PLATFORM | Decide what platform will work best for you: Zoom, GoogleMeet, FaceTime, etc. All platforms work well, use whatever you are most comfortable with!

CLASS LENGTH | Determine the length of your class. We have found that 30-45 minutes works best.

SET UP | Make sure to share class links with parents and students well ahead of time. Always begin your class 5-10 minutes early to give students time to figure out how to log in and settle into their space. 

MUSIC | If you’re using music, share your computer audio on zoom. The music will then come through without any distortion, however, it will make it very difficult for your students to hear your voice. If you need to be heard over the music, use a speaker separate from your computer. 

COMMUNICATION | Talk with parents/guardians and set clear expectations:
Consent Form

    1. All parents must sign our KeepSafe OnlineMusic and Arts Instruction consent form (click the button above).
    2. Create an intentional relationship with the parents/guardians. Keep communication open so they can share any concerns that arise with their child. All attempts to share information with minors should include the parent.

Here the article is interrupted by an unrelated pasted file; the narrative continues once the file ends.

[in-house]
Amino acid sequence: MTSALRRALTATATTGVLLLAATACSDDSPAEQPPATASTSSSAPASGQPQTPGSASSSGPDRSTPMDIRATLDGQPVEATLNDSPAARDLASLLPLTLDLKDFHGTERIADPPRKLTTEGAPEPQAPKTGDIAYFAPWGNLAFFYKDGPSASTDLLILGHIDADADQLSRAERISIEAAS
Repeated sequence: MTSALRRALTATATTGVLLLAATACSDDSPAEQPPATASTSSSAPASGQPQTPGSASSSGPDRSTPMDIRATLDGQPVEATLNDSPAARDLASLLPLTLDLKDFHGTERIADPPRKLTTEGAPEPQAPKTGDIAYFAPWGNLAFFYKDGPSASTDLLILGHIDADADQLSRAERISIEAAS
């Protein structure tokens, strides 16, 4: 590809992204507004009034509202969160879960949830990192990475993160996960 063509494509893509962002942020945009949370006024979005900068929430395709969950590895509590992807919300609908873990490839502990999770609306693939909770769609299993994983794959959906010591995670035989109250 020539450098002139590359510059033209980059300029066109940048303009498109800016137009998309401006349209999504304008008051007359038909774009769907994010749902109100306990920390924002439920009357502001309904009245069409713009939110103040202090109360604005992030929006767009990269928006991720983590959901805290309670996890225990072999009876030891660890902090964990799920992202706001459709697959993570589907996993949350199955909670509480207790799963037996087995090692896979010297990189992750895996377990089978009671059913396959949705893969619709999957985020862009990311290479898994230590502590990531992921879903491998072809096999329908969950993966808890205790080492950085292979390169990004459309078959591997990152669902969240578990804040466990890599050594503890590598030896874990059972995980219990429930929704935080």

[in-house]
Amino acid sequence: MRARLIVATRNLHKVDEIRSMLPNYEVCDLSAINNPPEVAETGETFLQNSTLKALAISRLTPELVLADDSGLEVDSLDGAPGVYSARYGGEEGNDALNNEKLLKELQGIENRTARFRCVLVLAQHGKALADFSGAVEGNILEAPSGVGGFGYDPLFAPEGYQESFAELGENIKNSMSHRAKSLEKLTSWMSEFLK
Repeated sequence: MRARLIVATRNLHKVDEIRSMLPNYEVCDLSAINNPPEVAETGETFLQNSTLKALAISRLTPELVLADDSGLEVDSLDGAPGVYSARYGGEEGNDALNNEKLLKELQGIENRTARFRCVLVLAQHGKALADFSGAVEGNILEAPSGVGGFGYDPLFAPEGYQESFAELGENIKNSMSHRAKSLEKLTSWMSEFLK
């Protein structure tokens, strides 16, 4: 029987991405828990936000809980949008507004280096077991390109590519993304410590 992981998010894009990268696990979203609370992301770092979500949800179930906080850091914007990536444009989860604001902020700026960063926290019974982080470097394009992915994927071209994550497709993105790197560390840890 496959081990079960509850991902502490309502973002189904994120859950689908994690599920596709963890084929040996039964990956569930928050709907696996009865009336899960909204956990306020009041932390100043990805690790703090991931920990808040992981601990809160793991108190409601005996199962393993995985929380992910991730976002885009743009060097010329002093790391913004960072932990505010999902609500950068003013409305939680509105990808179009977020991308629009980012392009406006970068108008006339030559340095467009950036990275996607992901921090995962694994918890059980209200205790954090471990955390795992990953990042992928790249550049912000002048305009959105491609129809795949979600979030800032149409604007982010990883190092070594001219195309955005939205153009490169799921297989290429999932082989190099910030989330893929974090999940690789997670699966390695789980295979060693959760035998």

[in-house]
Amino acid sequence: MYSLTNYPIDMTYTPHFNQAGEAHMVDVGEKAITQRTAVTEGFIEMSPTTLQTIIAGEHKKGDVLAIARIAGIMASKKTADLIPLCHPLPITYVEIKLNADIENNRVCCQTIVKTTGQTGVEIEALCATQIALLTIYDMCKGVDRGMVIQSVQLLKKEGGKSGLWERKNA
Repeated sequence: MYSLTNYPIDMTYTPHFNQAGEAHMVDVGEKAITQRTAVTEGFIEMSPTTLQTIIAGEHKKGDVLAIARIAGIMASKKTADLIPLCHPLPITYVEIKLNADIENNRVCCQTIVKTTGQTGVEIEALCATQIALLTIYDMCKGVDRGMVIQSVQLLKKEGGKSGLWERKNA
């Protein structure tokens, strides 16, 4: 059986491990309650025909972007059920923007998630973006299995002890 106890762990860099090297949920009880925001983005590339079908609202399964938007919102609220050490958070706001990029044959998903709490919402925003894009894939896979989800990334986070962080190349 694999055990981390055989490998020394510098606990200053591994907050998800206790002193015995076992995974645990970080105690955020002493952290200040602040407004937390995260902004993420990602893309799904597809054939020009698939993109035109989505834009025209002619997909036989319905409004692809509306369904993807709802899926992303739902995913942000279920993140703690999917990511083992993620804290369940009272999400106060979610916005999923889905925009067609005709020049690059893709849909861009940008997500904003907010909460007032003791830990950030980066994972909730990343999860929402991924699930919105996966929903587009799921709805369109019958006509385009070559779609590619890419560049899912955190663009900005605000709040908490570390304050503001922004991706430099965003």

3. Make sure students have access to wifi and a device that will allow them to use whatever virtual platform you’ve decided on.
    4. If you plan to have the students record themselves, communicate this with the parent. Videos that will be shared publicly will require photo release forms signed by the parent. Be sensitive that not everyone wants their child to be included in videos. Respect any restrictions that the parent requests; we don’t always know everyone’s story. 

CHECK IN | Take time at the beginning and end of every class for students to share how they are. 

EXPERIENTIAL LEARNING CYCLE  | Try something. Reflect on it together, out loud. Apply it to what you’re learning/working on. 

PRE-RECORD | Consider pre-recording elements of your teaching, or share videos with students to keep the pace of the class moving. 

GET UP | Move around and be as interactive as possible. This will keep your students engaged for much longer than lecture-based teaching. 

BE PREPARED | It can be challenging to hold the attention of students when teaching online. The more prepared you are, the smoother things will go.

IT’S DIFFERENT | Don’t try to do what you’ve always done in your regular class. Try new ways of communicating and engaging your students. You will need to draw students out; ask them individually to answer questions, share their thoughts, and demonstrate. 

TECHNICAL DIFFICULTIES | Expect to have issues. It’s ok. They can be resolved. Everyone understands.